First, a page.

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  7. Gorgeous foliage and flowers! Stunning.

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  8. Mine are white and green - I love the yellow - it looks golden in the sunshine.

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  9. I anticipate the Alocasia's return every year. A. 'Portadora' is way too slow for me. Says something about our hateful winter cold.

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  10. Meems,

    Looks like I can post to your blog again! Yay! I just live for your updates and pore over every picture. I am one of your biggest fans. I love the video updates. I have a thousand questions and wish I lived closer so that I could share cuttings and offsets and trade gardening secrets. (Ok, ask for your gardening secrets.) Doing my best to imitate you here in Jacksonville (smile!).

    You are truly doing something special - something very rare in the gardening world. I really believe that. There are hundreds and hundreds of blogs with photos of individual plants, but very few with wide shots of the entire garden or yard. Closeups of individual plants are a dime-a-dozen and can be seen all over the web. But viewing photos of in incredible yard or garden is rare. You have an amazing eye and talent for pulling it all together in a spectacular way. It is absolutely breathtaking and I live for those wide shots! Again, what you are doing is really something special.

    Happy gardening!
    Carol
    Jacksonville, FL

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  11. Darla,
    You are going to love this one when it does come up for you. It may not overwinter up there though but should come back.

    Siesta Sister,
    Same reasons I didn't notice mine were budding... I hope you discovered you have some. You are right they lend to the tropical feel yet don't go dormant in winter.


    FlowerLady,
    It is one of my favorites. So bright and colorful in the shade.

    Nanette,
    I think it took mine about 5 years to start blooming. After that you will find yourself having to prune it back each year if you have it in front of a porch. I'm with you, I DO look forward to the muhly blooming. I put in more plants of it this year when I took out more grass.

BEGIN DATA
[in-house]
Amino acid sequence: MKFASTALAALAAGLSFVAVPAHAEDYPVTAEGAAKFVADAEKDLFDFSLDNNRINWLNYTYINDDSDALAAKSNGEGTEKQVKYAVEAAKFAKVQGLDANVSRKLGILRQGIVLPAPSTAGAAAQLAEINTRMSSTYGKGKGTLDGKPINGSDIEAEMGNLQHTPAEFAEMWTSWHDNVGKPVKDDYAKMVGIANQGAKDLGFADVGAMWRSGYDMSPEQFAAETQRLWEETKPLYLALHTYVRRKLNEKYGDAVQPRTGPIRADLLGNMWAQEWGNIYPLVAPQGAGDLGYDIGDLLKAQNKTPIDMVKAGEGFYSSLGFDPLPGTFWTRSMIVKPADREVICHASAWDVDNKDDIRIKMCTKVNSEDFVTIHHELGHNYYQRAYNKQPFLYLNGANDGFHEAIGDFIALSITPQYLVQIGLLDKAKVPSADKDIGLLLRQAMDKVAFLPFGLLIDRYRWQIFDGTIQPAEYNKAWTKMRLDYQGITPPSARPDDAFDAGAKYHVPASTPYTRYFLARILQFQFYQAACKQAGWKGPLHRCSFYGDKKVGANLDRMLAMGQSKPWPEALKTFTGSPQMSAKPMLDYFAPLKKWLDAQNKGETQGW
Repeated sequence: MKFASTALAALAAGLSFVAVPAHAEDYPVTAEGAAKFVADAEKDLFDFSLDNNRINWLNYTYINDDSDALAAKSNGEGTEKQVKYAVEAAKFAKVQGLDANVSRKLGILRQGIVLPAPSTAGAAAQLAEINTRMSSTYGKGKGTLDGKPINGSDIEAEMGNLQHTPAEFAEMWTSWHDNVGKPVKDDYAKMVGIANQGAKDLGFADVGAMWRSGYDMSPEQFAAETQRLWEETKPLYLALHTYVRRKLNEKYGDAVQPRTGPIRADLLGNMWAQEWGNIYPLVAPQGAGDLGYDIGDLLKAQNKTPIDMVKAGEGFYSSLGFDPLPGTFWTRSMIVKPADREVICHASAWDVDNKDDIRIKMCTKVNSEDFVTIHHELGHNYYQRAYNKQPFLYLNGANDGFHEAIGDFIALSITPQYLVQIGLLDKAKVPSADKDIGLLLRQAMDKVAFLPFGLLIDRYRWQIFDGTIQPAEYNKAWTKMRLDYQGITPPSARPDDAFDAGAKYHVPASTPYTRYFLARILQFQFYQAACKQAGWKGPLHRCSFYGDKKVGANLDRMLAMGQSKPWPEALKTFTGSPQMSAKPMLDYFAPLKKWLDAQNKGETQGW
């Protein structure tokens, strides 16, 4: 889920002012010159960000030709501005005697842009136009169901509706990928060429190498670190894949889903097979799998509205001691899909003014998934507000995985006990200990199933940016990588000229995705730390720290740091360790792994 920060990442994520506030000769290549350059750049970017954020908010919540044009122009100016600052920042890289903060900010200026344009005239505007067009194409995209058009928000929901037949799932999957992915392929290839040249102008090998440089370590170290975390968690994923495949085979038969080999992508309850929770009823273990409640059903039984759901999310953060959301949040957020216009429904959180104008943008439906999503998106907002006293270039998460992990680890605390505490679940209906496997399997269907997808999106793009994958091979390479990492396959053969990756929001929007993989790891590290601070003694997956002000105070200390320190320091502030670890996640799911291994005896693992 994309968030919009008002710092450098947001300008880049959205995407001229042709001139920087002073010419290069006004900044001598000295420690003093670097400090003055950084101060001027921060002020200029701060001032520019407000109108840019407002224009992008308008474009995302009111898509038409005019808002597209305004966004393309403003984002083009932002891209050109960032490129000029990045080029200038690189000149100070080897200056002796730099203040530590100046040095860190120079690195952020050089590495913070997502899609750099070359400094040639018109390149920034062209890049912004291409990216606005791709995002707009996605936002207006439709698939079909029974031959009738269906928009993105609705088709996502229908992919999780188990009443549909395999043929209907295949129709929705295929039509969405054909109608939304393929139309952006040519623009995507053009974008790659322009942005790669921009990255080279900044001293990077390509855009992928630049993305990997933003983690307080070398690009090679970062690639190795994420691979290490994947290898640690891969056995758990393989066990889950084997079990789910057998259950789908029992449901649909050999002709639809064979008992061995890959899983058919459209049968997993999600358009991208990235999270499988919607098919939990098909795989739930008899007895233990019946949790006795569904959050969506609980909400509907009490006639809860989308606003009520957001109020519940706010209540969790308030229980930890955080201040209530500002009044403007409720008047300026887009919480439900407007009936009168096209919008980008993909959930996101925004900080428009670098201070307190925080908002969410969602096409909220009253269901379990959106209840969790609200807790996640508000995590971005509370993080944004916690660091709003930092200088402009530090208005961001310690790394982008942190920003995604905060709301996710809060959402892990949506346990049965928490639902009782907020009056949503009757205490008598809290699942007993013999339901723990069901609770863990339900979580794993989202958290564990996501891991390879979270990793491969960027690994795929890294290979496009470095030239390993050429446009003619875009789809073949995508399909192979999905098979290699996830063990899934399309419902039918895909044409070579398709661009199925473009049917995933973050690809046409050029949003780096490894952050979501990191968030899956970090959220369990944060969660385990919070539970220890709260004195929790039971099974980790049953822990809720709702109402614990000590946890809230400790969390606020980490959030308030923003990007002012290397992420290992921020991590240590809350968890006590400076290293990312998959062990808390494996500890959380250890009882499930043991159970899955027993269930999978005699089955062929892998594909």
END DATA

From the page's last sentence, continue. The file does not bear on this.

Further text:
Susan,
    It is one of the things I love about gardening. Those work horse plants just go right on doing what they are supposed to do and I get all the rewards!

    Carol,
    So good to hear from you. I didn't realize you weren't able to comment. But I discovered I had disabled anonymous comments somewhere along the way so I think that problem is solved. Thank you for your generous words of encouragement. It is my goal to help other gardeners as much as I can. There are no gardening secrets... happy to share whatever you want to know.

    I DO think sharing the wide angle shots are helpful although they never quite convey the true picture. Those macro shots are kind of hard to pass up as they portray so much detail, color, and beauty. But I think both are necessary for helping others. Thank you again for the very kind words. I'm glad you can come here and enjoy your visit.

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  12. Meems,

    I agree - both are good for helping and educating. But in my opinion, it is your macro shots - and EVERYTHING that goes into making those possible - that sets you head and shoulders apart from the rest. :)

    Carol

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  13. Carol,
    You're a good fan. :-) Thanks again... I'll try to keep wide angles coming your way if it helps you. It's been a really great gardening year so far. This little dry spell we've been gifted today and into next week is a welcome blessing.

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  14. As you no doubt noticed, I got my photography terminology mixed up. I meant your landscape shots, not macros, that really set your blog apart from the others. I am a so-so gardener and no-no photographer.

    Carol

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  15. Carol,
    I knew what you meant. Photography terminology confuses me, too. :-)It's all backwards.

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Have a blessed day,
Meems


September 2010

Back Garden: October 2010

Louise Philippe: Antique Rose

Tropical Pathway